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Title: Hunt for improved carbon capture picks up speed

Abstract

A high-throughput metal-organic framework synthesis instrument in action. Berkeley Lab chemist Jeffrey Long's lab will soon host a round-the-clock, robotically choreographed hunt for carbon-hungry materials. The Berkeley Lab chemist leads a diverse team of scientists whose goal is to quickly discover materials that can efficiently strip carbon dioxide from a power plant's exhaust, before it leaves the smokestack and contributes to climate change. They're betting on a recently discovered class of materials called metal-organic frameworks, which boast a record-shattering internal surface area. A sugar cube-sized piece, if unfolded and flattened, would more than blanket a football field. The crystalline material can also be tweaked to absorb specific molecules. More: http://newscenter.lbl.gov/feature-stories/2010/05/26/carbon-capture-search/

Publication Date:
Research Org.:
Lawrence Berkeley National Lab. (LBNL), Berkeley, CA (United States)
Sponsoring Org.:
USDOE
OSTI Identifier:
1047048
Resource Type:
Multimedia
Country of Publication:
United States
Language:
English
Subject:
32 ENERGY CONSERVATION, CONSUMPTION, AND UTILIZATION; 54 ENVIRONMENTAL SCIENCES; LBNL; METAL-ORGANIC FRAMEWORKS; CARBON CAPTURE; CRYSTALLINE MATERIAL; MOLECULE ABSORBTION

Citation Formats

None. Hunt for improved carbon capture picks up speed. United States: N. p., 2010. Web.
None. Hunt for improved carbon capture picks up speed. United States.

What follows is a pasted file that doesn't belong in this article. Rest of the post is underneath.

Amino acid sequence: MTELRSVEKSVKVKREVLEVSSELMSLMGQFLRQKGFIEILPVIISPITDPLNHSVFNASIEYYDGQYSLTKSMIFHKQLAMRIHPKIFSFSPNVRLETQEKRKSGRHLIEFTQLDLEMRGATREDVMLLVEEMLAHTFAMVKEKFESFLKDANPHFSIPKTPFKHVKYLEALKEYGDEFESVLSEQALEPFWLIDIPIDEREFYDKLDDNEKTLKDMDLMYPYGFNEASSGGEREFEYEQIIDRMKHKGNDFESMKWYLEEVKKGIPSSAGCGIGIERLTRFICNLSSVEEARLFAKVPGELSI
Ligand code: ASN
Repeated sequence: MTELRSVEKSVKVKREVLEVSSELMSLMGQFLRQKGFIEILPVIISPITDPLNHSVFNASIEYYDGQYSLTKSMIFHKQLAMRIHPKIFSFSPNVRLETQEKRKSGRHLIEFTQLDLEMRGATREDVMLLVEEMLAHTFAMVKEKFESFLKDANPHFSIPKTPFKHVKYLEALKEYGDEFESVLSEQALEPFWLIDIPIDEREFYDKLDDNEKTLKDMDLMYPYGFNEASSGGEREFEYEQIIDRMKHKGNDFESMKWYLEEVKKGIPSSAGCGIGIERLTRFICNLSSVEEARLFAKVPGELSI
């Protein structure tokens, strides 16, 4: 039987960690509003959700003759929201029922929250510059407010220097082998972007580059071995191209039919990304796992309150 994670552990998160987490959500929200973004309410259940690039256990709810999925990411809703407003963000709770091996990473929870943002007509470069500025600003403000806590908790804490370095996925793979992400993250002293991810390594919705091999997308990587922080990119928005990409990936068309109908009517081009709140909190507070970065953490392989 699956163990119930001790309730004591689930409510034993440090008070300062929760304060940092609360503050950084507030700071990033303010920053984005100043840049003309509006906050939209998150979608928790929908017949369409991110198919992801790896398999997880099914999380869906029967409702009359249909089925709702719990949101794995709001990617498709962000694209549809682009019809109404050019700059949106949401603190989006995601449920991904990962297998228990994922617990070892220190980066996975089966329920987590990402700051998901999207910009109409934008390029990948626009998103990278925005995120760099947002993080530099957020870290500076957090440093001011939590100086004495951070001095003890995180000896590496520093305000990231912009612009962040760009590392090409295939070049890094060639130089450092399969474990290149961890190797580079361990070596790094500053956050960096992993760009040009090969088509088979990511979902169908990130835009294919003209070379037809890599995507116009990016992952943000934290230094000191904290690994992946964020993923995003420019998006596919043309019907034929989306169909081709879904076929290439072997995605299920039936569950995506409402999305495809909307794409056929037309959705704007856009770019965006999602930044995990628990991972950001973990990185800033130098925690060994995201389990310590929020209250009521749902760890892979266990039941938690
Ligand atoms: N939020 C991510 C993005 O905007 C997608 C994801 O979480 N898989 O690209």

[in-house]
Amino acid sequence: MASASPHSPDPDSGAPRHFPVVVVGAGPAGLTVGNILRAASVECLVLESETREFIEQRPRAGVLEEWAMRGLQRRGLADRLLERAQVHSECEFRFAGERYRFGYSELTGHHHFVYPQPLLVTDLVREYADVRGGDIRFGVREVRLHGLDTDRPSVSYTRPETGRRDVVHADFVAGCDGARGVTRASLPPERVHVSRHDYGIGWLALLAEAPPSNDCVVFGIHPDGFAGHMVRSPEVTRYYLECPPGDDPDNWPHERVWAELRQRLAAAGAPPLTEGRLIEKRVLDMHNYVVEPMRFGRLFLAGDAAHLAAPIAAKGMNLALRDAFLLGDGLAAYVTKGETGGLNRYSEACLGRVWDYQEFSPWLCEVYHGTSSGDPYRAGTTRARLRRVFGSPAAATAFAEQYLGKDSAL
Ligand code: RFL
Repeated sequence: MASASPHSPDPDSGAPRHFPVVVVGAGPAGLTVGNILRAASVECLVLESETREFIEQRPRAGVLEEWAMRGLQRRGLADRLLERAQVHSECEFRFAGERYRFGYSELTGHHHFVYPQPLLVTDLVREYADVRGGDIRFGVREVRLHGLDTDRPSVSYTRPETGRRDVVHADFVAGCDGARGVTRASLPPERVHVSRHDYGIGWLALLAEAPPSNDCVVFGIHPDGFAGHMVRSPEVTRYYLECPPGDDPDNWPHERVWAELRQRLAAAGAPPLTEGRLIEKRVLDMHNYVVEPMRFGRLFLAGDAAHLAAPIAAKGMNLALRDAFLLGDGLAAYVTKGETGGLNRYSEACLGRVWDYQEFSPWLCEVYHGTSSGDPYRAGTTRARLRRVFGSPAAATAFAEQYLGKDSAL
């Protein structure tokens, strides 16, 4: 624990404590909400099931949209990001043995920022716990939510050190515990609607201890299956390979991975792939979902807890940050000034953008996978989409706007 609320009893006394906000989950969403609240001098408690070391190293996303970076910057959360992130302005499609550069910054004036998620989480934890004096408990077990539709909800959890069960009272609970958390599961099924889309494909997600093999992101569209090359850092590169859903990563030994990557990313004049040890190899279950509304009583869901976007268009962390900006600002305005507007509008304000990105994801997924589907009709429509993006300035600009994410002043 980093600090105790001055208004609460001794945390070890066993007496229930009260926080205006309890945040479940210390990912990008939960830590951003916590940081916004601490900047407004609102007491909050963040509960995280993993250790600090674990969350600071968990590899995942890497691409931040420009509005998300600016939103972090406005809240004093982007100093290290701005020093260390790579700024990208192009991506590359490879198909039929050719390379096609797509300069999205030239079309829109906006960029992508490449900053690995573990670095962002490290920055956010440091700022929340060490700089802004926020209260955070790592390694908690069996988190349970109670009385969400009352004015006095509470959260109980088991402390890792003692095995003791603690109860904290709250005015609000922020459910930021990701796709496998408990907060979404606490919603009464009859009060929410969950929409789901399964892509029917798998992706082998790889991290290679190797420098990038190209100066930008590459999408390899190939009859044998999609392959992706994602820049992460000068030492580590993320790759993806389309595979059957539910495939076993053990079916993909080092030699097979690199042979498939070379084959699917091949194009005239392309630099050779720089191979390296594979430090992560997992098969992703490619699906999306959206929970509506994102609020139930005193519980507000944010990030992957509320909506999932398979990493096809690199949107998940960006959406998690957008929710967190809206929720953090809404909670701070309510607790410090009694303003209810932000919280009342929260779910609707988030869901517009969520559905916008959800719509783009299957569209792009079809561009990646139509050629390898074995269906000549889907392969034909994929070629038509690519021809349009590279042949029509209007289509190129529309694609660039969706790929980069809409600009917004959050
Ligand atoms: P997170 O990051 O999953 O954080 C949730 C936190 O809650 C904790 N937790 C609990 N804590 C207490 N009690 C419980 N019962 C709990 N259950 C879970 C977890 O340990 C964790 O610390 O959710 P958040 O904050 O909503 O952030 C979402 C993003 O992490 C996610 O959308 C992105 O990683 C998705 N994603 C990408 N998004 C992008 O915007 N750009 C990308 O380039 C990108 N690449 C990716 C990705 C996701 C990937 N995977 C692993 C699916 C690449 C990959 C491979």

None. Fri . "Hunt for improved carbon capture picks up speed". United States. https://www.osti.gov/servlets/purl/1047048.
@article{osti_1047048,
title = {Hunt for improved carbon capture picks up speed},
author = {None},
abstractNote = {A high-throughput metal-organic framework synthesis instrument in action. Berkeley Lab chemist Jeffrey Long's lab will soon host a round-the-clock, robotically choreographed hunt for carbon-hungry materials. The Berkeley Lab chemist leads a diverse team of scientists whose goal is to quickly discover materials that can efficiently strip carbon dioxide from a power plant's exhaust, before it leaves the smokestack and contributes to climate change. They're betting on a recently discovered class of materials called metal-organic frameworks, which boast a record-shattering internal surface area. A sugar cube-sized piece, if unfolded and flattened, would more than blanket a football field. The crystalline material can also be tweaked to absorb specific molecules. More: http://newscenter.lbl.gov/feature-stories/2010/05/26/carbon-capture-search/},
doi = {},
journal = {},
number = ,
volume = ,
place = {United States},
year = {2010},
month = {1}
}

Multimedia:

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